The confusion is because an important word is omitted from the common advice:
Don’t use raw pointers, use smart pointers instead. (Again, this is bad advice.)
Better advice is:
Don’t use owning raw pointers, use smart pointers instead.
Raw pointers are still valuable in at least one specific circumstance, namely, optionally pointing to (but not owning) an object. A good example of this is the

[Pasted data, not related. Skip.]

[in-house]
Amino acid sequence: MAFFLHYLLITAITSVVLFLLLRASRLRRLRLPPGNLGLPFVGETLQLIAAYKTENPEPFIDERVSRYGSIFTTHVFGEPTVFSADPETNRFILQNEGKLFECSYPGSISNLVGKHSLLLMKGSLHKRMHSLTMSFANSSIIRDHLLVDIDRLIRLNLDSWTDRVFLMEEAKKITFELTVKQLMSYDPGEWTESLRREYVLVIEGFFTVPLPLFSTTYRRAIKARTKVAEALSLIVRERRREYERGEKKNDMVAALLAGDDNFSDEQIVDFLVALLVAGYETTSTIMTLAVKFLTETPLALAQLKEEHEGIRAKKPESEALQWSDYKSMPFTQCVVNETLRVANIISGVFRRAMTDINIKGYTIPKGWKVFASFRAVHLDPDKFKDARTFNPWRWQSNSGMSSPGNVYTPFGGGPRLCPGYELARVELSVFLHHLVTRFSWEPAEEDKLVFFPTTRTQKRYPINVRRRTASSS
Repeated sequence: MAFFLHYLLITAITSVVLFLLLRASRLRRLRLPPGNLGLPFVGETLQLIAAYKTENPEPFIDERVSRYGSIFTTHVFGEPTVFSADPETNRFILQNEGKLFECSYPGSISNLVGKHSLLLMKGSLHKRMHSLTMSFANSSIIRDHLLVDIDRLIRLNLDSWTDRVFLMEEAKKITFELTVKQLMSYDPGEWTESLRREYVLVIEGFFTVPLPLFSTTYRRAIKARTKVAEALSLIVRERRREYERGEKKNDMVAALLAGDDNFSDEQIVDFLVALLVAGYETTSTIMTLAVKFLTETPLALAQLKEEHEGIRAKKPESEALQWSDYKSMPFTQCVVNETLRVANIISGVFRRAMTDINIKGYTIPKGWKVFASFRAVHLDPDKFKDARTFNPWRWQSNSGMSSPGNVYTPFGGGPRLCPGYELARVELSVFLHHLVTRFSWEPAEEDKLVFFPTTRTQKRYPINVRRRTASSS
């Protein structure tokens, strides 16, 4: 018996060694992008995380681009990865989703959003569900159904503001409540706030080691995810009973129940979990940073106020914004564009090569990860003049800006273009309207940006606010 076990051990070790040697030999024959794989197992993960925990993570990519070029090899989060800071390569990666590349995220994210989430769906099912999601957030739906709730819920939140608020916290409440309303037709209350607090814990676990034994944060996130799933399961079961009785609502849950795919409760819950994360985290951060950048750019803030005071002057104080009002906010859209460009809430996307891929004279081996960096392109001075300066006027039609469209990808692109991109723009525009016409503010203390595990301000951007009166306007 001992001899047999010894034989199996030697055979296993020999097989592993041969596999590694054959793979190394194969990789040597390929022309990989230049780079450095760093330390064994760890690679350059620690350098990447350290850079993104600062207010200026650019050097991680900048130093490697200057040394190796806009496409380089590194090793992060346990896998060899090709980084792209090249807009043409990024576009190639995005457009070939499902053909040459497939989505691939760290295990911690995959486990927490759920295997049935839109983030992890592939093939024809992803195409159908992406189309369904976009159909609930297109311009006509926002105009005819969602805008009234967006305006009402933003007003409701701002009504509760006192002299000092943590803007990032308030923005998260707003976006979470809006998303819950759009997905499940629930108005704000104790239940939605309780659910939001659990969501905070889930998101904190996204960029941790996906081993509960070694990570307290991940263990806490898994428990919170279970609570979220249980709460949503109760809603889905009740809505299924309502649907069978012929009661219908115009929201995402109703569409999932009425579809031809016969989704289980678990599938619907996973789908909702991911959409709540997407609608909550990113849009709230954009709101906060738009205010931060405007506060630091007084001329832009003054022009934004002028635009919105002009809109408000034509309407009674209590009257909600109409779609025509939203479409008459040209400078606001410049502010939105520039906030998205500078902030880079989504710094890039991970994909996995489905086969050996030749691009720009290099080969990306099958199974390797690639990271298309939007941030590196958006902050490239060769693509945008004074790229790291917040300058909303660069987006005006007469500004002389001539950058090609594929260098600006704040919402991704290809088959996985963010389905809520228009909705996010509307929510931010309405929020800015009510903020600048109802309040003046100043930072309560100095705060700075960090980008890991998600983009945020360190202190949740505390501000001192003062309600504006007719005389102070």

UndoManager* parameter to the
AudioProcessorValueTreeState constructor. If you want to use an undomanager, pass a non-null pointer to an UndoManager which is owned elsewhere. If you don’t need an undomanager, pass
That being said, raw pointers are still a bit yucky from a type-checking perspective, as they might point to a single element or the beginning of an array of elements, and there’s no way to distinguish between the two cases from the type of the pointer. If you need to optionally point to an array, something like
std::span is probably a better choice.